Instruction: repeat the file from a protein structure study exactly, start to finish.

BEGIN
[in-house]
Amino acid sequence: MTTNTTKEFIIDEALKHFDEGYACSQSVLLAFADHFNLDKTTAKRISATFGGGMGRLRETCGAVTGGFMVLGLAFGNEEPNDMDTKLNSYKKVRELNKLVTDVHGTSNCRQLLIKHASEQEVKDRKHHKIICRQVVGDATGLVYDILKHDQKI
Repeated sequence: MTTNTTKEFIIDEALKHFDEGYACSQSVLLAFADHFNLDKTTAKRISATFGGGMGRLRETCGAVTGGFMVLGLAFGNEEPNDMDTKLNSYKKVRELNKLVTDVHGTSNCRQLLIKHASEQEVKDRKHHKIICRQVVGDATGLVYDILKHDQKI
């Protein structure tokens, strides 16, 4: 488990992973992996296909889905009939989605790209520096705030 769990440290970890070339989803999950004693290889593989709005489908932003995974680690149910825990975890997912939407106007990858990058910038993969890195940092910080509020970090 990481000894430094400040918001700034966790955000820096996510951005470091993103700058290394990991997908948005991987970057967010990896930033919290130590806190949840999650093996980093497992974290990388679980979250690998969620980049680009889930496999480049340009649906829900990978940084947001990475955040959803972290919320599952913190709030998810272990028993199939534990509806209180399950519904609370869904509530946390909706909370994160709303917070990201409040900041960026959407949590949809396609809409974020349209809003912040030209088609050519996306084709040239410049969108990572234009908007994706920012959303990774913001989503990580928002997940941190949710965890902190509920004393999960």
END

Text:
[in-house]
Amino acid sequence: MTTNTTKEFIIDEALKHFDEGYACSQSVLLAFADHFNLDKTTAKRISATFGGGMGRLRETCGAVTGGFMVLGLAFGNEEPNDMDTKLNSYKKVRELNKLVTDVHGTSNCRQLLIKHASEQEVKDRKHHKIICRQVVGDATGLVYDILKHDQKI
Repeated sequence: MTTNTTKEFIIDEALKHFDEGYACSQSVLLAFADHFNLDKTTAKRISATFGGGMGRLRETCGAVTGGFMVLGLAFGNEEPNDMDTKLNSYKKVRELNKLVTDVHGTSNCRQLLIKHASEQEVKDRKHHKIICRQVVGDATGLVYDILKHDQKI
């Protein structure tokens, strides 16, 4: 488990992973992996296909889905009939989605790209520096705030 769990440290970890070339989803999950004693290889593989709005489908932003995974680690149910825990975890997912939407106007990858990058910038993969890195940092910080509020970090 990481000894430094400040918001700034966790955000820096996510951005470091993103700058290394990991997908948005991987970057967010990896930033919290130590806190949840999650093996980093497992974290990388679980979250690998969620980049680009889930496999480049340009649906829900990978940084947001990475955040959803972290919320599952913190709030998810272990028993199939534990509806209180399950519904609370869904509530946390909706909370994160709303917070990201409040900041960026959407949590949809396609809409974020349209809003912040030209088609050519996306084709040239410049969108990572234009908007994706920012959303990774913001989503990580928002997940941190949710965890902190509920004393999960």